Kerry sub Sean Walsh then scored what looked like the decisive goal. Mikey Sheehy followed up with a point to open a four-point gap and time was running out for the Rebels. Cleary and Tadhgie Murphy pointed for Cork to make it a two-point match, as the game roared into injury-time. But there was one more twist.

How The Southern Star reported Cork's 1983 Munster final triumph.



‘When there is only two points in it, all you need is one bit of luck, one score, one shot to go your way,’ John Cleary says.

In Cork’s last attack, Dinny Allen was fouled – and the rest is history.

‘As Dinny has said himself he picked the ball straight off the ground before the foul so we’d a bit of luck there,’ Cleary recalls.

‘He was standing over the ball and so was I, and then Tadhg O’Reilly, who had caught the kick out, came from nowhere and kicked it straight in.

‘Tadhg Murphy caught a great ball, turned and fired it home. It was unbelievable, we couldn’t believe that we had beaten Kerry, particularly for the guys who had been there all the years and who’d suffered against that Kerry team.

‘You had the likes of Dinny Allen, Christy Ryan, Dominic Creedon, they were there for a number of years, at a time when Cork teams had taken some bad beatings.’

Cork won 3-10 to 3-9. Murphy’s goal is now the stuff of lore – the goal that ended Kerry’s dominance in Munster and shattered their nine-in-a-row bid.

‘It was like the Seamus Darby goal in one respect,’ says Cleary.

‘The big sense of achievement was to beat that great Kerry team. Maybe they took Cork a small bit for granted in 1983, they came back and won the next three Munster titles so it could have been 12 in a row only for that.’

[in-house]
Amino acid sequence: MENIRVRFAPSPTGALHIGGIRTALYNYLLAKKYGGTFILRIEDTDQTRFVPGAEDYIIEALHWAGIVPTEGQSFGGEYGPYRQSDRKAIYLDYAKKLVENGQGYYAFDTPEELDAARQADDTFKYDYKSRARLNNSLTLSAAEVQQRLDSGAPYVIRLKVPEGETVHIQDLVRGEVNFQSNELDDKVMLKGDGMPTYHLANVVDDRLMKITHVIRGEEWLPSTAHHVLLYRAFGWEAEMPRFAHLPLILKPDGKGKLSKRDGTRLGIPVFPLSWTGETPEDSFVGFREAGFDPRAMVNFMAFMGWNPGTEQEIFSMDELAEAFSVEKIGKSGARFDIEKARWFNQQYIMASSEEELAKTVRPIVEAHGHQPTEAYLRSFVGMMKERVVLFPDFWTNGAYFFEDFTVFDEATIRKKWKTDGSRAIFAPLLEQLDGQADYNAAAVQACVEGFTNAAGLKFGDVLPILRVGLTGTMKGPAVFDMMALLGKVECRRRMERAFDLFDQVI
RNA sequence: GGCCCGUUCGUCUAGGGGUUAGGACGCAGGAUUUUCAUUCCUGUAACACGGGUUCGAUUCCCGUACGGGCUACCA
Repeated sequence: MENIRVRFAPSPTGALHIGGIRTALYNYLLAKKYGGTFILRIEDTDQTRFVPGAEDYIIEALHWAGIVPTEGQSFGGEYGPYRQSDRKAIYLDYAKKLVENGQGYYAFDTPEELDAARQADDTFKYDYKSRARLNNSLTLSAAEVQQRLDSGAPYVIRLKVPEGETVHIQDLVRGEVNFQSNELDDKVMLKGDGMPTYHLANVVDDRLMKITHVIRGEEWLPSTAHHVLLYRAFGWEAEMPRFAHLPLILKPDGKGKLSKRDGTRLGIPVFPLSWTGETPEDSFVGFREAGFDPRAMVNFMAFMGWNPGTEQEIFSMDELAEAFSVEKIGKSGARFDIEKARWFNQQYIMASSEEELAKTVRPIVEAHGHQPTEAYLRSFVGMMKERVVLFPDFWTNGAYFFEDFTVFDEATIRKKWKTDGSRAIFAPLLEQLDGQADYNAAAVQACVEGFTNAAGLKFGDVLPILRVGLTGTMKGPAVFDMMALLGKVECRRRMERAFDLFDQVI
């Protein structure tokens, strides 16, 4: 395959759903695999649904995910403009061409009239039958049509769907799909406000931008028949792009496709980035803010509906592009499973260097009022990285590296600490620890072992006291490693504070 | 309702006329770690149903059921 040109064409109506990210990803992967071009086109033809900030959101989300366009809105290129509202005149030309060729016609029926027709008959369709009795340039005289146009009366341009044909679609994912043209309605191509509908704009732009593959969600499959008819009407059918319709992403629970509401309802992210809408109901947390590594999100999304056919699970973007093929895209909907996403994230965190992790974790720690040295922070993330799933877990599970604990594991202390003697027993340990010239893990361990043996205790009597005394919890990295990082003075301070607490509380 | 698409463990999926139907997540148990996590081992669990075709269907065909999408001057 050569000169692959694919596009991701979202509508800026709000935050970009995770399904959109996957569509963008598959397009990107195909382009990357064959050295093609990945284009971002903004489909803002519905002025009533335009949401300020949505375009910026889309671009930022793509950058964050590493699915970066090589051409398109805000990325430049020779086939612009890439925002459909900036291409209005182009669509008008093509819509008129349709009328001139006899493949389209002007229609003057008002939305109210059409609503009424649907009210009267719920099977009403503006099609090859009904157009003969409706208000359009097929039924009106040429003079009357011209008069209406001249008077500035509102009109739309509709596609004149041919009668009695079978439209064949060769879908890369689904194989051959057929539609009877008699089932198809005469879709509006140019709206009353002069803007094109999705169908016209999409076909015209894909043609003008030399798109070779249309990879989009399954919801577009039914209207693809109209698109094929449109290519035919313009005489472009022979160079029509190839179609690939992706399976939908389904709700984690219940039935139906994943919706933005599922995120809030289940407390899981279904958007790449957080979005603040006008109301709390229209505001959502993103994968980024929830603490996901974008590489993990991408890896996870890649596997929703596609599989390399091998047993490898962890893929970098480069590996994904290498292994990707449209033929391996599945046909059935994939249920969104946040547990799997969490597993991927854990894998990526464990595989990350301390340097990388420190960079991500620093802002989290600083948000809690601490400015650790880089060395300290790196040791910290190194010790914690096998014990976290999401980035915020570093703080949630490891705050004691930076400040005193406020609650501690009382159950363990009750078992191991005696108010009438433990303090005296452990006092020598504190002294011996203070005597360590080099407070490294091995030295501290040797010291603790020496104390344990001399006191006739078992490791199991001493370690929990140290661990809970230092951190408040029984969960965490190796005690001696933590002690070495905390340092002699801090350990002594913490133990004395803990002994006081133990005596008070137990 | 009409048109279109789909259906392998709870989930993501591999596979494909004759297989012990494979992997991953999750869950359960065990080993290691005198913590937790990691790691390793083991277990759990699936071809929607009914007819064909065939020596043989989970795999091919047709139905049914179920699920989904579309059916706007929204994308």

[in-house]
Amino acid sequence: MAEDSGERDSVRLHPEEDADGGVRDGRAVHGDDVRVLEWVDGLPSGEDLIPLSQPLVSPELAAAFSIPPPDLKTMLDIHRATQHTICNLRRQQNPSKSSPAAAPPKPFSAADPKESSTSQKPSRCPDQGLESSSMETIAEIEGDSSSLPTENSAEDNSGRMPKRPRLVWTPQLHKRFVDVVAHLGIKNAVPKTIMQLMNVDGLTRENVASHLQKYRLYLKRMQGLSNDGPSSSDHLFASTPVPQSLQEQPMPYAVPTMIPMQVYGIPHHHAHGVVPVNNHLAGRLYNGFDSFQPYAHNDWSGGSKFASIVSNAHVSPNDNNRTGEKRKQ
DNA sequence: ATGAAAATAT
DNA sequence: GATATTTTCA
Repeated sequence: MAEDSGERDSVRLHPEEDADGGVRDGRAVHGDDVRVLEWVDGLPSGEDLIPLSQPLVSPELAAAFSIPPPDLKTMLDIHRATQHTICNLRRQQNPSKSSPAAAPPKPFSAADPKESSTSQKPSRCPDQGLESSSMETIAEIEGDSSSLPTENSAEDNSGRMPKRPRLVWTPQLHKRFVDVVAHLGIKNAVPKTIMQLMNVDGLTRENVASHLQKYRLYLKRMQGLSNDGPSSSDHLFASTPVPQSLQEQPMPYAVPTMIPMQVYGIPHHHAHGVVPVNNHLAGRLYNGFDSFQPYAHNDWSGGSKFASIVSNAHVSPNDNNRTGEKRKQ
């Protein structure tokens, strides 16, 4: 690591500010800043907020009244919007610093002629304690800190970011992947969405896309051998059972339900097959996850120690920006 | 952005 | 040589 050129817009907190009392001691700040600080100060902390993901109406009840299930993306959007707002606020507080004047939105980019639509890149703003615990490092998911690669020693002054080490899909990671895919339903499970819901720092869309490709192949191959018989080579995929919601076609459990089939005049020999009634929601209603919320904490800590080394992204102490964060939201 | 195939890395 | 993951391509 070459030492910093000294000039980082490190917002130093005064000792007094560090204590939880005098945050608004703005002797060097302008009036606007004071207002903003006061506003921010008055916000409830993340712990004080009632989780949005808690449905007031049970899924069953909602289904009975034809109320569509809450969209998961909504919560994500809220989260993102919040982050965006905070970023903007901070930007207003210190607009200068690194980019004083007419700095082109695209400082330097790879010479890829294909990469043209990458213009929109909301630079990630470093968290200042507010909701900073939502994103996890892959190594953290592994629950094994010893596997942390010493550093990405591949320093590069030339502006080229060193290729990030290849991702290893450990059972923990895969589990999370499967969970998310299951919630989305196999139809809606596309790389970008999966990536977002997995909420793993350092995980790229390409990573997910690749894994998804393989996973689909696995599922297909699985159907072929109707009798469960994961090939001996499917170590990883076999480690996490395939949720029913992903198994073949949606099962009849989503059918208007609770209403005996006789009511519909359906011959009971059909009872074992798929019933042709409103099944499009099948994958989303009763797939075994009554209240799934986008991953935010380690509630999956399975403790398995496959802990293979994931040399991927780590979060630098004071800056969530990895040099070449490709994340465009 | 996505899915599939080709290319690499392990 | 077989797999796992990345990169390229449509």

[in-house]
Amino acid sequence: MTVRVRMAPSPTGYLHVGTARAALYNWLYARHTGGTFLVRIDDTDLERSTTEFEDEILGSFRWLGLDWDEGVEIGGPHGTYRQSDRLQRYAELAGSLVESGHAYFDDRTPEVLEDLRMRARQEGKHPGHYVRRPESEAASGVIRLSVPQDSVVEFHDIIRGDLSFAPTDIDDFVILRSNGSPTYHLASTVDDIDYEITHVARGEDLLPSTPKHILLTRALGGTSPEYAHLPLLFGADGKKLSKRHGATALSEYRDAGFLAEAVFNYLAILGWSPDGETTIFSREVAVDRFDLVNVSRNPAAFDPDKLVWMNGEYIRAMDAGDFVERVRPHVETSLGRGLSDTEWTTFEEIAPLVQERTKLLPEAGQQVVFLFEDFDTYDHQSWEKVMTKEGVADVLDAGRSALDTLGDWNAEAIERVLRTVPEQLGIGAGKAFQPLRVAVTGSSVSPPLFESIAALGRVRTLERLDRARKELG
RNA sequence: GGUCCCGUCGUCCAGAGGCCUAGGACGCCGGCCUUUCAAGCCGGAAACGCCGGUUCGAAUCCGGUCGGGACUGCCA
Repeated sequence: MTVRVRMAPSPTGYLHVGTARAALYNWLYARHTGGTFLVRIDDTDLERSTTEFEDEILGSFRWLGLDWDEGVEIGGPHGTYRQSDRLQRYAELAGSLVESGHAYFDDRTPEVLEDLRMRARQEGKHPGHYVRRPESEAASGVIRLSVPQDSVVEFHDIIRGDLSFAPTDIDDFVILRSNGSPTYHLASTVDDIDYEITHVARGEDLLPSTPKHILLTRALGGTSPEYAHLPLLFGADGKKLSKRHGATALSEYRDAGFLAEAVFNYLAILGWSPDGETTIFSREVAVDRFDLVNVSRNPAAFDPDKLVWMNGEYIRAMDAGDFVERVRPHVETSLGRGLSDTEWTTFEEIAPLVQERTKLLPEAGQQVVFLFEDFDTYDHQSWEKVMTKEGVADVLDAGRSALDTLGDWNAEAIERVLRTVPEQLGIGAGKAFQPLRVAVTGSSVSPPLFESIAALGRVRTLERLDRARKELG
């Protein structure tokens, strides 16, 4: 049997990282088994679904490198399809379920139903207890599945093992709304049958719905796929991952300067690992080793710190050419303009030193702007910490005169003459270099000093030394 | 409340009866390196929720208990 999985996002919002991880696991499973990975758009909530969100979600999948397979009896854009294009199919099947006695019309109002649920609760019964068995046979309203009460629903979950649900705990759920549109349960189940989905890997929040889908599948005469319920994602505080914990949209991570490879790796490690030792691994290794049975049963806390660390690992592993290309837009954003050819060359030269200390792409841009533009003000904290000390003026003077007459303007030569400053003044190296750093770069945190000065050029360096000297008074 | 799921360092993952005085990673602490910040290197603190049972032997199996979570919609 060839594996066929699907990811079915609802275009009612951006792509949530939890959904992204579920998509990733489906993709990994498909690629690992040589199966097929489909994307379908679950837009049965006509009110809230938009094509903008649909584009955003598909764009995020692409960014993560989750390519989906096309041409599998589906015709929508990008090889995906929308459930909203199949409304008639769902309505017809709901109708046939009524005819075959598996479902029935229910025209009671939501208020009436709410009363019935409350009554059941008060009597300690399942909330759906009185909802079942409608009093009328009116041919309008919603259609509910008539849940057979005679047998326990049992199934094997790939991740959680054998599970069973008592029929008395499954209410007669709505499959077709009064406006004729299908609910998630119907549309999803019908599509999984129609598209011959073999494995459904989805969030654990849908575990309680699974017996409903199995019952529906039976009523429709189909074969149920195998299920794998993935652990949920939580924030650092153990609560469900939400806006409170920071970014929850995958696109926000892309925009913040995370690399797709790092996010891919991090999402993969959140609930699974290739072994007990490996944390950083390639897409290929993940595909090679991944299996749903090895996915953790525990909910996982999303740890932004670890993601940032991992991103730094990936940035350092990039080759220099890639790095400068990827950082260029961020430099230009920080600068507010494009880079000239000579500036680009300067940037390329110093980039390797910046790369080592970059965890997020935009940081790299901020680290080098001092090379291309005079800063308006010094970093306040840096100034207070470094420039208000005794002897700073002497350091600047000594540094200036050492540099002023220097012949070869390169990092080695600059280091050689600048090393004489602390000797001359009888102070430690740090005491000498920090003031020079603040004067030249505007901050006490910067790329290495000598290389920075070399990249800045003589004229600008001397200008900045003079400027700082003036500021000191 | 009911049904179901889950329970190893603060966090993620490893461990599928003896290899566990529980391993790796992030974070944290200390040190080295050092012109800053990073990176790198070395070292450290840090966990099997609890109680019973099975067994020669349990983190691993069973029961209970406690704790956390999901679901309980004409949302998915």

As for 1983, Cork lost the All-Ireland semi-final replay, 4-15 to 2-10, against Dublin, played at Páirc Uí Chaoimh.

‘We should have beaten Dublin in the first game. When it came back to Cork, it was the first time all year that there was a bit of pressure on us, we had been underdogs in every game before that.’

Cleary went on to achieve great things with Cork and Castlehaven, first as a footballer, and then in management, and up there in his own highlights reel is the 1983 Munster final.

What a classic.

1983 Munster SFC Final, July 17th, Páirc Uí Chaoimh
CORK: M Creedon; M Healy, K Kehilly, J Evans; M Hannon, C Ryan (captain), J Kerrigan; D Creedon, C Corrigan; T Murphy (2-2), E O’Mahony, D Barry; D Allen (0-2), J Allen, J Cleary (1-6, 4f). Subs: T O’Reilly for Barry (49), E Fitzgerald for O’Mahony (57).
KERRY: C Nelligan; G O’Keeffe, J O’Keeffe, P Lynch; P Ó Sé, T Kennelly, M Spillane; J O’Shea (captain) (2-0), V O’Connor; G Power (0-1), D Moran, T Doyle; M Sheehy (0-7, 5f), E Liston, J Egan (0-1). Subs: JL McElligott for J O’Keeffe (ht), S Walsh (1-0) for Power (54).


CHECK OUT out first Classic Game - Cork's 2010 All-Ireland SFC semi-final win against Dublin